Fireworks are not a dog's best friend.
And cowering may the be least of the troubles that firework season brings.
Terror can do strange things to a dog. Like give him the ability to leap over fences he may not have been able to hurdle in the past. The man-made thunder may also drive him to dig deeper than he's ever dug before.
It's mostly about that noise - something animals are much more sensitive to than humans.
We must keep in mind that the sense of hearing in dogs is far superior to ours - so they hear and feel these sounds with much greater intensity," Terri Bright of MSPCA-Angell's behavior services department tells The Dodo.
The end result is a dog at large, likely thinking he's running for his life - and hell on paws for anyone trying to catch him.
But there are lots of ways to ease their minds and make this season a little safer for humans and pets alike.
Don't let the dogs out This is one adventure you don't need to bring your dog along for. The best place for dogs during fireworks is indoors.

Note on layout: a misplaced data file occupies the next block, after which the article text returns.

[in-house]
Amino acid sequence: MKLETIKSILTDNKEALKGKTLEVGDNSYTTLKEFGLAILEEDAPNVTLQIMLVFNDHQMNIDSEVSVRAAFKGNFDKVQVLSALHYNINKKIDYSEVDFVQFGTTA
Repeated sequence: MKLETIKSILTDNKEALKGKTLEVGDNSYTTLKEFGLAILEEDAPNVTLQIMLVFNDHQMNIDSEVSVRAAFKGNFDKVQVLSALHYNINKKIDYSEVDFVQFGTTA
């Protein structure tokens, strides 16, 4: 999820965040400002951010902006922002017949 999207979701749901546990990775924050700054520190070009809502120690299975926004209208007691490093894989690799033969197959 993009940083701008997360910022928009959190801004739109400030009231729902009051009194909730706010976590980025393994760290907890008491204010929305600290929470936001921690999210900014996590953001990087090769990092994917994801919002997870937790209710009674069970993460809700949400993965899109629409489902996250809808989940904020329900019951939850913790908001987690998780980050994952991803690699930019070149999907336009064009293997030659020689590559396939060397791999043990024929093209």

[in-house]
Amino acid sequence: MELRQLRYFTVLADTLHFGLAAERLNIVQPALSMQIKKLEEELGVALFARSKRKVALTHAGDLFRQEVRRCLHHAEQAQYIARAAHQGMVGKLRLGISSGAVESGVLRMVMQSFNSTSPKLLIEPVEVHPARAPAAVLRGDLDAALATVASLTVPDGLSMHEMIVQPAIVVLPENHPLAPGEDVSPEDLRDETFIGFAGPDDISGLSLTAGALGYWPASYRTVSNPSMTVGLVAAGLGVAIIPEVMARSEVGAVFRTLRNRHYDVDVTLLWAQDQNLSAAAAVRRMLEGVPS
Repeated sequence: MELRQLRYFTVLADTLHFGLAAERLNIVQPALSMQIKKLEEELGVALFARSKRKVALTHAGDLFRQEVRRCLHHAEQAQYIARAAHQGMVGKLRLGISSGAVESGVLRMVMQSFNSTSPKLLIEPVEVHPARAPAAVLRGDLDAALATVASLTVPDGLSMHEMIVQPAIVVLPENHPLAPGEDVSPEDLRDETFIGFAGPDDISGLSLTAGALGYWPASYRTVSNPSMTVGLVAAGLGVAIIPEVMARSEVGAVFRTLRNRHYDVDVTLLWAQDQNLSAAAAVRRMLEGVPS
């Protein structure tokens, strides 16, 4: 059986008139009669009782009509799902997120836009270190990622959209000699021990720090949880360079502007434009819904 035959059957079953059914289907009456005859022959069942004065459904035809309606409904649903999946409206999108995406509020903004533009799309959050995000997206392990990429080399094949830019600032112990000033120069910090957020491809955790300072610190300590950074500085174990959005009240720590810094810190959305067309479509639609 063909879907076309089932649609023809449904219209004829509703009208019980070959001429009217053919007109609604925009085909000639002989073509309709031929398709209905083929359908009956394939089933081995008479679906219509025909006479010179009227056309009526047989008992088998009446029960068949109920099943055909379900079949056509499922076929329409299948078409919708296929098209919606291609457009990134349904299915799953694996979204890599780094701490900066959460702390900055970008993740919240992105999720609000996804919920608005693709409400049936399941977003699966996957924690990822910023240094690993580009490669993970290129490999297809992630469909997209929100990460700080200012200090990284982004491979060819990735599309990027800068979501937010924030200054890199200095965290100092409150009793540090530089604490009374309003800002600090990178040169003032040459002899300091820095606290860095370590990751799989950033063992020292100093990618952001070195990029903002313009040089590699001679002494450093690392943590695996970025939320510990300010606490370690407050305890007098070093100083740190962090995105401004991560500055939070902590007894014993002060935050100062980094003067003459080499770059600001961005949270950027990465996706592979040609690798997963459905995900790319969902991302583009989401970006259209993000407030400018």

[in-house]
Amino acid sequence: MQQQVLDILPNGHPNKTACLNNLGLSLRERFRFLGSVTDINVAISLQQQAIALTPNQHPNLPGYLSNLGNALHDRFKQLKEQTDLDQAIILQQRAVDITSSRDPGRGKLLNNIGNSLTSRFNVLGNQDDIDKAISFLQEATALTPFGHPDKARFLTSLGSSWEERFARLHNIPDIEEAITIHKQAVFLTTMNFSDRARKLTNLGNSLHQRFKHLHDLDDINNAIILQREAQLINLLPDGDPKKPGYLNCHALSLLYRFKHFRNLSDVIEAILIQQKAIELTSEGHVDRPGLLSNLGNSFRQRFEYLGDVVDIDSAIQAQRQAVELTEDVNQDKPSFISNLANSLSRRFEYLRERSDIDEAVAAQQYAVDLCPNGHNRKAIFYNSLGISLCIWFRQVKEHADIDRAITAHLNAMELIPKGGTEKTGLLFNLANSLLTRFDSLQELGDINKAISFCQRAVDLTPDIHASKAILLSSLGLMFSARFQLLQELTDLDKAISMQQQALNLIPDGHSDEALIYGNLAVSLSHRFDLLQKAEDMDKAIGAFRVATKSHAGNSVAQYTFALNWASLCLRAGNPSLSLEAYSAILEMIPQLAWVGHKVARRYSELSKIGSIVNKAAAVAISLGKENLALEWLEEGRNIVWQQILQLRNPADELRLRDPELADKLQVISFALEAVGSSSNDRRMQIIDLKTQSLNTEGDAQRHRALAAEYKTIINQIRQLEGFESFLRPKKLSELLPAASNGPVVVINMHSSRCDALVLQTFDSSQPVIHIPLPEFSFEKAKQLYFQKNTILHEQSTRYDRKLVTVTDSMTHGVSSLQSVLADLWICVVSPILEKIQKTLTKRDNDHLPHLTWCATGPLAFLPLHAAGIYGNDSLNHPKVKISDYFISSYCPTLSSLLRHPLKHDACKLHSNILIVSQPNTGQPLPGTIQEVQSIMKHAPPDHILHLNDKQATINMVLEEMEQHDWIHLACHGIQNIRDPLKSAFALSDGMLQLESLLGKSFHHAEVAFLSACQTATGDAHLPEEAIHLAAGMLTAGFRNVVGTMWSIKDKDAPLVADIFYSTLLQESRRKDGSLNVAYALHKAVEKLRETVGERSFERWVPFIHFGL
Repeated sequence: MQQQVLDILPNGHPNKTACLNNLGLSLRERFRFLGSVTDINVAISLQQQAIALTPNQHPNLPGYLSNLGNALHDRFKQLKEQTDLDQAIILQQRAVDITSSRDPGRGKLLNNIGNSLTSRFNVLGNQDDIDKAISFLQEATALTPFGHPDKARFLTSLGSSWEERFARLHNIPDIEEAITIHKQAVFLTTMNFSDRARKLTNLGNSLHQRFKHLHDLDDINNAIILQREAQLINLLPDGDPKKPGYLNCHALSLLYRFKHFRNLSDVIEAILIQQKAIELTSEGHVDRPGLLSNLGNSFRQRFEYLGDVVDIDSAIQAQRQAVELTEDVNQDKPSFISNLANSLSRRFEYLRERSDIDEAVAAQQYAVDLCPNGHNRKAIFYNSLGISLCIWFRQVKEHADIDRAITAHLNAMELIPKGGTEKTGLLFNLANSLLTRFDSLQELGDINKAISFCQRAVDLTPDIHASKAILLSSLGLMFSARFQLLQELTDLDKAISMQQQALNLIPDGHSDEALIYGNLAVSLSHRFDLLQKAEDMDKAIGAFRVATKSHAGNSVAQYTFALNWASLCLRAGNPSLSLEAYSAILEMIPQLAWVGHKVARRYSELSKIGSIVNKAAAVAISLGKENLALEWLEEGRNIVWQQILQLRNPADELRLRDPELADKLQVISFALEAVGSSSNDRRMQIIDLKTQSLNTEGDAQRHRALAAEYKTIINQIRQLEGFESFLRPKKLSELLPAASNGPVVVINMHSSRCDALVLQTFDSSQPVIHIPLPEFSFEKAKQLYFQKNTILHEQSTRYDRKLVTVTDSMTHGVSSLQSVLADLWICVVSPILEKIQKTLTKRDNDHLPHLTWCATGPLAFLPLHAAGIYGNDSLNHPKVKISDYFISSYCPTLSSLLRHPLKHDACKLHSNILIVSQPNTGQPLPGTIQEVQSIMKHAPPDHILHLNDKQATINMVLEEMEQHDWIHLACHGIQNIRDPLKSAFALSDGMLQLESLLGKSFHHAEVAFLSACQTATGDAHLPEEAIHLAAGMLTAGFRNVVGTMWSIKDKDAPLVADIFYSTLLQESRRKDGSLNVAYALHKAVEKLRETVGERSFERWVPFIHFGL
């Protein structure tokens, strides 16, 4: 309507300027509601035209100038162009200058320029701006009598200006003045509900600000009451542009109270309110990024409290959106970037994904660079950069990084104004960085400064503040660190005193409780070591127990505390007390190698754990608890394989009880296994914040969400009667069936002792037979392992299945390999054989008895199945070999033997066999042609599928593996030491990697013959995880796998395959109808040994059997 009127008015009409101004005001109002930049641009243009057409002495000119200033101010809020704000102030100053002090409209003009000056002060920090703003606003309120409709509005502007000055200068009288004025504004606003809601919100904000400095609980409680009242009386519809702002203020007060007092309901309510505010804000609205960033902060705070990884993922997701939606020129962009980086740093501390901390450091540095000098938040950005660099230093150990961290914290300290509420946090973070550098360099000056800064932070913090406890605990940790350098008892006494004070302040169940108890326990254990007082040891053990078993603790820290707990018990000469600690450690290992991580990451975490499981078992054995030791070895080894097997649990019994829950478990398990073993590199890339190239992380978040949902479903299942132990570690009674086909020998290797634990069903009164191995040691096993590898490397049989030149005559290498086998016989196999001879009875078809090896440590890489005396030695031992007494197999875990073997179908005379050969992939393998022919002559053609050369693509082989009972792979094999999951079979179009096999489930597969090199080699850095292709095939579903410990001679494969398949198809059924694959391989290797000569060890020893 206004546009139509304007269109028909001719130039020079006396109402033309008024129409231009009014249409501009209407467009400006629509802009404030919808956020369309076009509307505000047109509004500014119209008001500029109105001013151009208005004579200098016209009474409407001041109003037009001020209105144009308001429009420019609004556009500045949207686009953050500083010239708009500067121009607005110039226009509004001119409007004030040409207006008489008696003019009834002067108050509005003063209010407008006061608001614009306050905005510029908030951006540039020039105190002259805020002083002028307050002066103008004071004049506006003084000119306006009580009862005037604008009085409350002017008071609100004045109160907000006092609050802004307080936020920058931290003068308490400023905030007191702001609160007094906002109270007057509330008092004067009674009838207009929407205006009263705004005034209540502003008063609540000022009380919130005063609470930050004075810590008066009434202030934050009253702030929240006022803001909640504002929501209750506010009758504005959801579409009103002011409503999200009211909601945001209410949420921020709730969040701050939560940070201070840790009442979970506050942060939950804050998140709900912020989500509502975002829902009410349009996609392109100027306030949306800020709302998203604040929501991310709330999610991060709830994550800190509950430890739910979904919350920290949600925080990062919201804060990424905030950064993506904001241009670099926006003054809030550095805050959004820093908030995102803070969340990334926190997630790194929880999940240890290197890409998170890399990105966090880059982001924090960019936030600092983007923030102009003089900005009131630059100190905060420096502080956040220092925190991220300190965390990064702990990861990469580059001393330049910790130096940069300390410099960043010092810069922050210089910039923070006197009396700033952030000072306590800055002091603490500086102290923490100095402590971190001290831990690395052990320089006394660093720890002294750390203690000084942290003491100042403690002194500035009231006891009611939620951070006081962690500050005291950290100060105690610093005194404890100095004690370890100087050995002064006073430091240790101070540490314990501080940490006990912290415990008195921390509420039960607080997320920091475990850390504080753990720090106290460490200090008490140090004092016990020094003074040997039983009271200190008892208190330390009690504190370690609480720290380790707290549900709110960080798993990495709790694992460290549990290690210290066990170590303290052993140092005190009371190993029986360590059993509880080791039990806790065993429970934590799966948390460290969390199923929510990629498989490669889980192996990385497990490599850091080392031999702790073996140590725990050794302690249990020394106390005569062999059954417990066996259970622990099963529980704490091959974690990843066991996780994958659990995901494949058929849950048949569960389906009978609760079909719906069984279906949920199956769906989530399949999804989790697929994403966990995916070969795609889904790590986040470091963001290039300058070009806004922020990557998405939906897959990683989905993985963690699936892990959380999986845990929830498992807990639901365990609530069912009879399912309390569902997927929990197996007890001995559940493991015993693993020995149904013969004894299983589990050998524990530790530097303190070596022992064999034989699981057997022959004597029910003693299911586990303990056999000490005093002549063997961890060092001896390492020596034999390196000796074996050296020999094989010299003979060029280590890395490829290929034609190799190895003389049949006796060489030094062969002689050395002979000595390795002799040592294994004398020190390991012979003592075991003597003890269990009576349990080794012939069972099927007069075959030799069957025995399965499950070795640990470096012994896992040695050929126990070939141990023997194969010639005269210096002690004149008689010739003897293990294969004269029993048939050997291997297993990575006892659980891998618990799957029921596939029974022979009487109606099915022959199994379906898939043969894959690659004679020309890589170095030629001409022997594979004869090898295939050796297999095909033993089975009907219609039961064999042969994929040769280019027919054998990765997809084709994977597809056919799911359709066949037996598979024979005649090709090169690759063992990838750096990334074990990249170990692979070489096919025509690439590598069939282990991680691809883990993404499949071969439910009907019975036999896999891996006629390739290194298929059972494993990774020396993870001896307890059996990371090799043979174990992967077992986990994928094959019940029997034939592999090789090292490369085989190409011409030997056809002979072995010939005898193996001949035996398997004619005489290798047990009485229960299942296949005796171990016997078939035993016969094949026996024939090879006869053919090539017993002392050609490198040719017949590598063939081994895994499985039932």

"Keep dogs in a small interior room of the house with a noise machine and shades drawn so as to block out both explosive sounds and the bright lights of fireworks," Bright says.
Remember, falling ash from fireworks can burn a dog's coat.. . . . .
We had a storm last week, and I learned a good lesson in dog behaviour. Roxie, the little white dog on the front page of our Face Book page was obviously anxious. I have pacified many a dog with a blanket around them on my lap. But for Roxie it just did not cut it. She went around the house obviously looking for a safe spot. None I offered her would do. . . . until I saw her sneak into the dark garage. I disabled the auto light in the car and propped the front door of the car open . She readily hopped in there and did not come out until bedtime. I found that she was so calm that she did not jump at the chance of sleeping on my bed. Instead she happily settled into hers. Problem Solved.